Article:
Marvelous Marble Mountains of DaNang, Vietnam
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Marvelous Marble Mountains of DaNang, Vietnam

The Marble Mountains of DaNang jut out along the flat and pristine Vietnamese coastline and give central Vietnam its spiritual character.

The Marble Mountains, Vietnam, are a main attraction for tourists from all over the world, including devout Buddhists who wish to find their inner peace within the grottoes of the intricate cave systems. For all my travel blog posts on Vietnam: Click Here For all the high-resolution photos from the Marble Mountains, Vietnam: Click Here
Marble Mountains, Vietnam
The immense view from the “Gate of Heaven” at Mt. Thuy
The Marble Mountains of Danang, Vietnam, are known locally as the “five elements mountains (Ngu Hanh Son)” and upon first glance it’s easy to see why. The karst limestone mountains loom in the distance from the city and a 20-minute motorbike ride south from the city center takes you right into the heart of the pristine mountains. Made out of the same rock as the well-known tourist destination of Halong Bay in the north of Vietnam, you get all the beauty but without the mass amounts of tourists. I’ve been told this is depending on the season, however I was there atthe beginning of the dry season and I had no issues with a mass influx of tourists whatsoever.
Marble Mountains, Vietnam
The Marble Mountains consist of five mountains, each named for an element: Metal, Water, Wood, Fire and Earth. Each mountain contains tunnels, caves and shrines
First things first – how can you travel to the Marble Mountains on a budget – easy – hostels in Danang are easily bookable for about $5-10 USD. Motorbikes are available for daily rental for around 100,000 Vietnamese Dong/Day (that’s less than $5 USD)! If you want to travel more upscale, there are plenty of resorts around Danang all the way south towards the tourist hub of Hoi An. I stayed at the Glocal Beachside Hostel and “paid extra” for a private two-bedroom room, basically just for the private amenities for roughly $12 USD. Shared room and bathroom options are available for cheaper. After renting a motorbike, I made the 20 minute or so journey along the coastal highway south to the Marble Mountains and was met along the way by a woman wanting to show me her statue shop and offering me free parking. I declined as there is already free parking at the site for motorbikes plus what is a backpacker gonna do with a massive Buddha statue?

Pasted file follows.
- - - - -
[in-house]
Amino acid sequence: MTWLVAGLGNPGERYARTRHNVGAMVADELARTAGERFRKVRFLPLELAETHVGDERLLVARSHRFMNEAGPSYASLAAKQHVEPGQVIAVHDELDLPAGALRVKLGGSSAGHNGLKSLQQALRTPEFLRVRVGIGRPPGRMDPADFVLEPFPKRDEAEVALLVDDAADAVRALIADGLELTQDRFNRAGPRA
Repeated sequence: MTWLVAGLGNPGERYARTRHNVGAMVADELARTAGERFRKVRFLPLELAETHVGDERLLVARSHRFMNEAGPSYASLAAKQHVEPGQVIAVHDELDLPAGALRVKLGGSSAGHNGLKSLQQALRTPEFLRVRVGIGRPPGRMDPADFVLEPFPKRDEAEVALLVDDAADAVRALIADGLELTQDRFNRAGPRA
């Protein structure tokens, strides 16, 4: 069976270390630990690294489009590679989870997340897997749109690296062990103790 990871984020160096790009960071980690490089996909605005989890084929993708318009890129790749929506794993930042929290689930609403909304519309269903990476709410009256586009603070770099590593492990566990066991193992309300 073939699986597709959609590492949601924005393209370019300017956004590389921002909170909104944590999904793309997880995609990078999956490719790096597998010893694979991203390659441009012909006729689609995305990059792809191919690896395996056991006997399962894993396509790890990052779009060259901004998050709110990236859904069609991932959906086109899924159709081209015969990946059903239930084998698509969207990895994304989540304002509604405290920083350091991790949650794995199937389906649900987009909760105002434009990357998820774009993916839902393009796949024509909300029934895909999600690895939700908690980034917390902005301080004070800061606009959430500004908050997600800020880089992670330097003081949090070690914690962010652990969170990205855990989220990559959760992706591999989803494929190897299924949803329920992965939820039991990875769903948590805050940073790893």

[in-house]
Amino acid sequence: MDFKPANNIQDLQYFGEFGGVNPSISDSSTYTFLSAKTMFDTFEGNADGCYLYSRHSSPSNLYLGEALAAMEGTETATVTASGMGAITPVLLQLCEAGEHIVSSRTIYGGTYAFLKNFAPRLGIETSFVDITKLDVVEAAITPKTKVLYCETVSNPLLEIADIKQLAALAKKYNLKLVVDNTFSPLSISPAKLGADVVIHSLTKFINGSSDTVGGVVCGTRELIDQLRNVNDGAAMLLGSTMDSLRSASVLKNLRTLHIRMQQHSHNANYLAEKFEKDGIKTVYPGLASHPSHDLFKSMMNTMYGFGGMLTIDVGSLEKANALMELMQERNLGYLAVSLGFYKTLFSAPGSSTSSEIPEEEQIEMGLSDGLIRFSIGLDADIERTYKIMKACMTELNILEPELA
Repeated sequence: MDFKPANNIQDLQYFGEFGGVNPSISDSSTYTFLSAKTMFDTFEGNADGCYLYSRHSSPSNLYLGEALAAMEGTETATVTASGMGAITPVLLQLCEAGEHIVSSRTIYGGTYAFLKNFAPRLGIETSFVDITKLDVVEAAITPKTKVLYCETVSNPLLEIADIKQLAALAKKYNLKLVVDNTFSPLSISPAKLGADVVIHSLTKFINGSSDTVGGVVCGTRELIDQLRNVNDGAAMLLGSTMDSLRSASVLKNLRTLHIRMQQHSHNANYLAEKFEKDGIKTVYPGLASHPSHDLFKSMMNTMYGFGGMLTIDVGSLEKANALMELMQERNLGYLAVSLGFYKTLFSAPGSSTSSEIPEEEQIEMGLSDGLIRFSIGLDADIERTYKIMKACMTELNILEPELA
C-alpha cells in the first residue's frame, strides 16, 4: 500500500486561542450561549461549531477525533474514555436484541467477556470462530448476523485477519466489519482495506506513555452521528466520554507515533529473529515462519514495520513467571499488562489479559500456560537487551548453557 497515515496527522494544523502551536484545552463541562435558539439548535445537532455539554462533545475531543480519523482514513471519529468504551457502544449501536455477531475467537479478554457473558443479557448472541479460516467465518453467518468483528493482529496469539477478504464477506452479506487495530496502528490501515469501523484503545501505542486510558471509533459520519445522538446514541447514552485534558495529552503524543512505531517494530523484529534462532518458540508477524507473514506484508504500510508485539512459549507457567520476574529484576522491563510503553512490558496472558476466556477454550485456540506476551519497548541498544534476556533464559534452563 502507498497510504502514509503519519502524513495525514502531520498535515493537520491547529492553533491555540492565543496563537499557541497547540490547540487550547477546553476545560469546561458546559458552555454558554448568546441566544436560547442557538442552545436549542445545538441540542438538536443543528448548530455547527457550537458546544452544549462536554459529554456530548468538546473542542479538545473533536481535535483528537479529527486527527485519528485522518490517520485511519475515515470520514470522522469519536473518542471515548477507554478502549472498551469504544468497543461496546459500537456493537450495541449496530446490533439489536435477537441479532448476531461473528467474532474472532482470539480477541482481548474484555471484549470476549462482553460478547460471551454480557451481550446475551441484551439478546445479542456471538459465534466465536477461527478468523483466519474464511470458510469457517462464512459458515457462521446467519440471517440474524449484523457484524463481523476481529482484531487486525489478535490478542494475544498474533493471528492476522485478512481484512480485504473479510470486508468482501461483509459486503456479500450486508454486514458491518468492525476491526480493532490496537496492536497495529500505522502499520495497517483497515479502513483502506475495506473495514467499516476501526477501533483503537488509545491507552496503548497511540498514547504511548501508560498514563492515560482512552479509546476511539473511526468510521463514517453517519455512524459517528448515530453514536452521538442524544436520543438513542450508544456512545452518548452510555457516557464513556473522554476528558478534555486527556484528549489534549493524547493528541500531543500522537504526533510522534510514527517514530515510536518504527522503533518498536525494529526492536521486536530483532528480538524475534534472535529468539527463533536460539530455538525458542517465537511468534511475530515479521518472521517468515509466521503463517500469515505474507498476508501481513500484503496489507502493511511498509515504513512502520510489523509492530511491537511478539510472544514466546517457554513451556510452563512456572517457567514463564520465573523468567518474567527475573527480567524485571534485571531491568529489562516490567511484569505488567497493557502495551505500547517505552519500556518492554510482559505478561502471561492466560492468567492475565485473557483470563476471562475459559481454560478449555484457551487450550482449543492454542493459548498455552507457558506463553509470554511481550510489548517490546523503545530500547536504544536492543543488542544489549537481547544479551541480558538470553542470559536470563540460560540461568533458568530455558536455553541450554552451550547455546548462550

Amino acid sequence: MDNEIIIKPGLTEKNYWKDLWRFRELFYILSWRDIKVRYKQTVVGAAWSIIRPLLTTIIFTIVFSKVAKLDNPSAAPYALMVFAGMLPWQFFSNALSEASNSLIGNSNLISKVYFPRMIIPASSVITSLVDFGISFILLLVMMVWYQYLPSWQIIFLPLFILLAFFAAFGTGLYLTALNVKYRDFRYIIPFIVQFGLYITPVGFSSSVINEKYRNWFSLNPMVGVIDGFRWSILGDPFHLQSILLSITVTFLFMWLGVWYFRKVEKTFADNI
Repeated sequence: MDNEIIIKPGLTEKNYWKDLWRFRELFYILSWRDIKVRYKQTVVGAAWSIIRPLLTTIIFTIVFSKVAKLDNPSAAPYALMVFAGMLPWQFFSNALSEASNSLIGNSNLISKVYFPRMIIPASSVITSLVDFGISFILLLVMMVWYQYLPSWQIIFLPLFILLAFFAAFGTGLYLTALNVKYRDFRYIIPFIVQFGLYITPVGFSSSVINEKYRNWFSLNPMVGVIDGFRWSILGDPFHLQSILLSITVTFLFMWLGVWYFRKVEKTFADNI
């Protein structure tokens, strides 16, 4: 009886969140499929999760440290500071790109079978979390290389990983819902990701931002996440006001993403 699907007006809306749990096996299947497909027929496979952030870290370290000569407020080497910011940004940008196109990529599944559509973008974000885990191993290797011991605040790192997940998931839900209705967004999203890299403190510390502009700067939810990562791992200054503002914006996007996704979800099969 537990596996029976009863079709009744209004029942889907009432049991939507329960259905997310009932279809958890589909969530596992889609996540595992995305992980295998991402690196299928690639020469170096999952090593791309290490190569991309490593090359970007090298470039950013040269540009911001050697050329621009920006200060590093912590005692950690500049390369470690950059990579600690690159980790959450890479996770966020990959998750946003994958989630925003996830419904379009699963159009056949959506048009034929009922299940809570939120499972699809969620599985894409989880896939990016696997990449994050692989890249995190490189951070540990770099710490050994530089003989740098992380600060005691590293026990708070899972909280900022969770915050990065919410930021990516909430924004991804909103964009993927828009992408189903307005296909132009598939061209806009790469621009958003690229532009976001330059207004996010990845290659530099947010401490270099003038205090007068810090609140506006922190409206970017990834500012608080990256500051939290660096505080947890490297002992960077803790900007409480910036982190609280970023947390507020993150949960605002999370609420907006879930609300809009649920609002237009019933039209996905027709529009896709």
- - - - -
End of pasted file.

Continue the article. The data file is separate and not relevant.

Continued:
The ominous entrance to the “Cave to Buddhist Hell”
Unfortunately once I arrived, there was a power outage at the “Cave to Buddhist Hell” in Mt Thuy and it was closed down with entrance forbidden. Kind of ominous really, but inconvenient mostly. I made a return trip just for this cave system on my next trip south to Hoi An so I ended up being able to see it after all. The cave entrance is much larger than the rest and inside is pitch black save for the artificial lighting which illuminates the way.
Marble Mountains, Vietnam
The narrow passages of Mt Thuy “The Cave to Buddhist Hell”
Marble Mountains, VietnamMarble Mountains, VietnamMarble Mountains, VietnamMarble Mountains, Vietnam Thumbnails: Just your average stirring boiling souls alive in soup, toture and being eaten by snakes.
Marble Mountains, Vietnam
Buddha Shrine in Mt Thuy illuminated by neon LEDs
Marble Mountains, Vietnam All is not lost in the eternal damnation sense, however, as the cave has a very narrow walkway up through a skylight to the top of the mountain, named the “Gate of Heaven.” If there is a hint of rain or the steps are wet, climb at your own peril as the small steps don’t offer much room for footing. I climbed up to the top amid a bit of foot traffic and the view was definitely worth the hassle.